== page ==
Guyanese Ed Ahmad: US mortgage scams just not cricket
US mortgage scams just not cricket
Mathew Murphy January 14, 2012
Ahmad is free on $US2.5 million bail as he attempts to broker a plea agreement with the FBI.
ANYONE who has ever lived in a foreign city will know the certain vulnerability you feel when you arrive. Even if you are fortunate enough to speak the language, it is easy to feel unsure about yourself and your actions as you try to adjust to a different way of doing things. Navigating your way through everything from visiting a doctor to buying a house will be a little bit more challenging than it would be at home.
Perhaps it is because your columnist is a foreigner living abroad that the alleged actions of Edul Ahmad seem that much more repugnant. Or perhaps it is just as repugnant to anyone with a conscience.
Ahmad, an immigrant from Guyana on the northern coast of South America, is under FBI investigation for his part in a $US50 million mortgage scam.
It is a far-reaching case that has enveloped elected members of state and federal parliaments and even the US cricket team (yes, the US has a cricket team).
Mortgage scams are nothing new, but Ahmad’s victims are mostly from the Guyanese community in New York. Members of the community say that is what hurts the most. Ahmad was one of them, someone they thought they could trust. Potentially hundreds of people are facing financial ruin.
The New York Times has shown quality journalism is alive and well through its reporting of the Ahmad case since it came to light more than six months ago.
The paper said Ahmad personified the collective aspirations of Richmond Hill in Queens and its largely migrant community.
”Mr Ahmad drove a yellow Lamborghini, sponsored a cricket team and held white-glove parties at a lavish banquet hall that he owned,” according to the Times this week. ”At a prominent intersection … his smiling face looked down from a large billboard that promoted his real estate services. Many residents responded, taking out high-risk mortgages that they were told they could readily afford.”
The scam was relatively basic. Ahmad would allegedly lure buyers into subprime mortgages, inflating their value by using ”straw buyers”, or stand-in buyers, such as his wife, so the scam wasn’t directly linked to him.
He then pushed his clients to close the deal within a week using his lawyer, his appraiser and his mortgage officer. They would finance about 95 per cent of the home at about 12.5 per cent interest, which makes it easy to understand why so many are in trouble.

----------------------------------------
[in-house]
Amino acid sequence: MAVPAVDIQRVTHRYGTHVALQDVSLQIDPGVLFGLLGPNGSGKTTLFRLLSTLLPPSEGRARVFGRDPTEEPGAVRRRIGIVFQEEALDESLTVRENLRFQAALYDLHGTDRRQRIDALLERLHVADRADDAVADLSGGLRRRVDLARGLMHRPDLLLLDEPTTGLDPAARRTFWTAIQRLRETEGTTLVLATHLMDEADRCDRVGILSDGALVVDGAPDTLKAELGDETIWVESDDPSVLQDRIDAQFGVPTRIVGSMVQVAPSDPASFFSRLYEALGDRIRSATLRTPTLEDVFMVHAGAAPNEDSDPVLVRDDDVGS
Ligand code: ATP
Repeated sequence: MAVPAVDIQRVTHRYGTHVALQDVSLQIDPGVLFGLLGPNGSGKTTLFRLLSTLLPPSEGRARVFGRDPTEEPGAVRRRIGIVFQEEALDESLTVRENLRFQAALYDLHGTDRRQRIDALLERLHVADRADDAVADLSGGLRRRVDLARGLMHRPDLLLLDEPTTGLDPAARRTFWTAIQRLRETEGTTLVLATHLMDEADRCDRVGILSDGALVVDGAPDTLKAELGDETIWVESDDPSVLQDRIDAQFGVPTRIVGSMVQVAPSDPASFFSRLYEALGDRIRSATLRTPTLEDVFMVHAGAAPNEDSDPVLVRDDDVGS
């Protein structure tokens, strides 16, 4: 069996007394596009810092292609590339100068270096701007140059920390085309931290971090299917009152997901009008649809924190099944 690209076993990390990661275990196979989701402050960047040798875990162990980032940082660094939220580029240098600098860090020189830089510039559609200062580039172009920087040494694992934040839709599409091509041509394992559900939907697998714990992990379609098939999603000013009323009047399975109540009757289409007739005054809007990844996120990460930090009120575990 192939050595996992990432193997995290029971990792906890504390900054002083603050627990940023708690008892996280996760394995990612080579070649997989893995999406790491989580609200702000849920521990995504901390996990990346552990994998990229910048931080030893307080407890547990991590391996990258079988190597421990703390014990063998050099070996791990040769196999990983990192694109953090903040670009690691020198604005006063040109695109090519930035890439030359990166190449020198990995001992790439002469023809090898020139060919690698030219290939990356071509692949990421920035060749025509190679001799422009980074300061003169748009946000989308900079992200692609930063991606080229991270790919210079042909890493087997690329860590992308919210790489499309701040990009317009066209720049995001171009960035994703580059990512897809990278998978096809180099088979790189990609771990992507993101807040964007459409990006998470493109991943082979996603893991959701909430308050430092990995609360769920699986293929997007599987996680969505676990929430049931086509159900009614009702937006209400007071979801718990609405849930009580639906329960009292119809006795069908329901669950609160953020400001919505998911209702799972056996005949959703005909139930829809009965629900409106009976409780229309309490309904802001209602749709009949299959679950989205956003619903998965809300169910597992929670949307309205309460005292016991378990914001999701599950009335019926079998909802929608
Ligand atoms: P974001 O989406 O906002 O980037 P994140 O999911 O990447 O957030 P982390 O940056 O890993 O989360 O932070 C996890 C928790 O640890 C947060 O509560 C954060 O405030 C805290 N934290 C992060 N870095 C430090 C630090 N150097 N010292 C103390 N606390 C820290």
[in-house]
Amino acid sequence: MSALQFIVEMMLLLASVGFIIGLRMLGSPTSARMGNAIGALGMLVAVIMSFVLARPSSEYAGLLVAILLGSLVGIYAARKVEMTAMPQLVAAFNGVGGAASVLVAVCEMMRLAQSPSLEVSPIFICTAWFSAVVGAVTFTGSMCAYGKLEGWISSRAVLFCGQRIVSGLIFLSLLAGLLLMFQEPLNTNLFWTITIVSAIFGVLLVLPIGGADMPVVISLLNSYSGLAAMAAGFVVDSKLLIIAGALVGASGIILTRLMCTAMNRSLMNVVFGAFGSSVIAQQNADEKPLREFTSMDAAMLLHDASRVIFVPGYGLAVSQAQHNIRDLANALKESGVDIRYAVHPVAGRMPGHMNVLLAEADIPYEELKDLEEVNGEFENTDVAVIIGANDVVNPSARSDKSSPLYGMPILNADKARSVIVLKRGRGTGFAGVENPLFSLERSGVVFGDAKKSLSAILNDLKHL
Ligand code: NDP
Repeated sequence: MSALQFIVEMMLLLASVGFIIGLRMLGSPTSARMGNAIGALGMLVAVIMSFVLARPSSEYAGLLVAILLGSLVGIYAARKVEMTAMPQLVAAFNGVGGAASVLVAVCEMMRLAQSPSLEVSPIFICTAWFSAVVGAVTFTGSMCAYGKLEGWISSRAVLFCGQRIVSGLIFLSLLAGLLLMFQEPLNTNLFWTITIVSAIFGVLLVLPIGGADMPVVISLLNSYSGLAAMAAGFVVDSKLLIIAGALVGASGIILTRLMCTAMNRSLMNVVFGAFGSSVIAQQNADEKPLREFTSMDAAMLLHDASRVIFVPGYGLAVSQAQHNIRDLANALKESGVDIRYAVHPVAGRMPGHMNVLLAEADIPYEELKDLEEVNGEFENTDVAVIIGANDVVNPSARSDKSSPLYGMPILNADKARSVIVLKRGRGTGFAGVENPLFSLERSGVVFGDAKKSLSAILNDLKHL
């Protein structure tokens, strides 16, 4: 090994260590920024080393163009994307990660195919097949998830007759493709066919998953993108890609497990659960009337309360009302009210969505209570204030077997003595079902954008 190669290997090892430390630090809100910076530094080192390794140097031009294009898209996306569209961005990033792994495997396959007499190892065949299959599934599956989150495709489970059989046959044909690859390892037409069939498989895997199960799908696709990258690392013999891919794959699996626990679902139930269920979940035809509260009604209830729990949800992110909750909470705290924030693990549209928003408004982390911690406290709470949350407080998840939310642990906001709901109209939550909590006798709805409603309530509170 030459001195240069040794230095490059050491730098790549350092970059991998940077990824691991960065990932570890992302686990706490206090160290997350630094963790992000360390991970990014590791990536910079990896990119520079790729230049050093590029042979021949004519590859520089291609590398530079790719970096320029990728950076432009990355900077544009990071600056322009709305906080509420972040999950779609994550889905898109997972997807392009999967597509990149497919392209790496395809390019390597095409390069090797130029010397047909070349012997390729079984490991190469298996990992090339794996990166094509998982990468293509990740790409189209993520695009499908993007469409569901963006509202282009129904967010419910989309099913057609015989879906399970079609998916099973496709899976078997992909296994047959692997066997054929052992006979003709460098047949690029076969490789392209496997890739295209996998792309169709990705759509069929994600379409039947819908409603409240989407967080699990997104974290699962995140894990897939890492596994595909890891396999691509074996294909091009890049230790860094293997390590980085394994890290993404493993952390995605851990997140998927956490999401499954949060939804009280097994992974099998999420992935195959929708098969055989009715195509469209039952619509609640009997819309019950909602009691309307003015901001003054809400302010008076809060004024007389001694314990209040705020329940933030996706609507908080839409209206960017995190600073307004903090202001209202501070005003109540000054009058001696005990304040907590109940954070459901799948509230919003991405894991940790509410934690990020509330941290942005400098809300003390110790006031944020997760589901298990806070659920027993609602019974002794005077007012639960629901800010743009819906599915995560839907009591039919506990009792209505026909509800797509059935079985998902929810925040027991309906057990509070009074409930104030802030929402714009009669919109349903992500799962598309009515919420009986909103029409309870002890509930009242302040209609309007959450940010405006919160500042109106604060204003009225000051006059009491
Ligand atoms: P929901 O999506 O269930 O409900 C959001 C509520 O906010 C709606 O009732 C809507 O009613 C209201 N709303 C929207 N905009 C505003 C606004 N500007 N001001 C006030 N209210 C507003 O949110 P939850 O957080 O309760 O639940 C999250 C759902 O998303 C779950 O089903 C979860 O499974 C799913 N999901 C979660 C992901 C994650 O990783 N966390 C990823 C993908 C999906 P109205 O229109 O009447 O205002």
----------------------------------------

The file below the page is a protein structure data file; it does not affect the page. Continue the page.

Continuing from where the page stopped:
All the while Ahmad, said to be worth upwards of $US20 million, concentrated on keeping up appearances. He donated $US40,000 to Queens Democrat congressman Gregory Meeks, a donation that brought Meeks before the House ethics panel for a failure to disclose. Ahmad also worked as an lawyer for John Sampson, the Democratic leader of the New York Senate. Sampson was censured, or politically shamed by the House, for notarising a document for Ahmad without a licensee.
The US cricket team has also become embroiled in the scandal. It has lost its Guyanese-born captain, Steve Massiah, who was arrested in November for acting as one of Ahmad’s fake buyers.
Ahmad is free on $US2.5 million bail as he attempts to broker a plea agreement with the FBI to limit the 30 years he could face in prison for the 10 counts of bank fraud he is said to have committed.
It is little comfort to residents of Queens, which has been one of the hardest-hit areas in the US in terms of foreclosures.
The Times said the five worst-affected postcodes in Queens were within a 15-minute drive of Ahmad’s office.
It is hardly a coincidence that Ahmad controlled about 75 per cent of local real estate listings.
On being shown their mortgage documents by the FBI following Ahmad’s arrest, many of his clients were unable to recognise them and some were even unable to spell their names.
In speaking with Ahmad’s clients, the Times quoted some saying they had contemplated suicide while others were afraid of speaking publicly, fearing Ahmad’s powerful connections. Even after his political embarrassment, the office of John Sampson says the New York state senator and Ahmad ”remain friends”.
While Ahmad is undoubtedly cunning, he is not the only one to see an opportunity in the US mortgage market to get ahead at the expense of others.
In September, a Bolivian-born woman became the third member of her family in San Francisco to be charged with defrauding Latino immigrants through multimillion-dollar mortgage schemes.
In Los Angeles, the Thai community experienced the same scam by a loan officer who has since fled to Thailand.
Government and regulators have copped the brunt of the blame for presiding over a system that allowed opportunists like Ahmad and others to conduct the scams.
However, there is surely a special kind of hell for those who understand all too well the vulnerabilities of others and exploit them for their own gain.
The Ahmad case and others like it are important because they raise awareness within communities, whether they are migrant or not, to seek wide-ranging advice when it comes to purchasing large assets.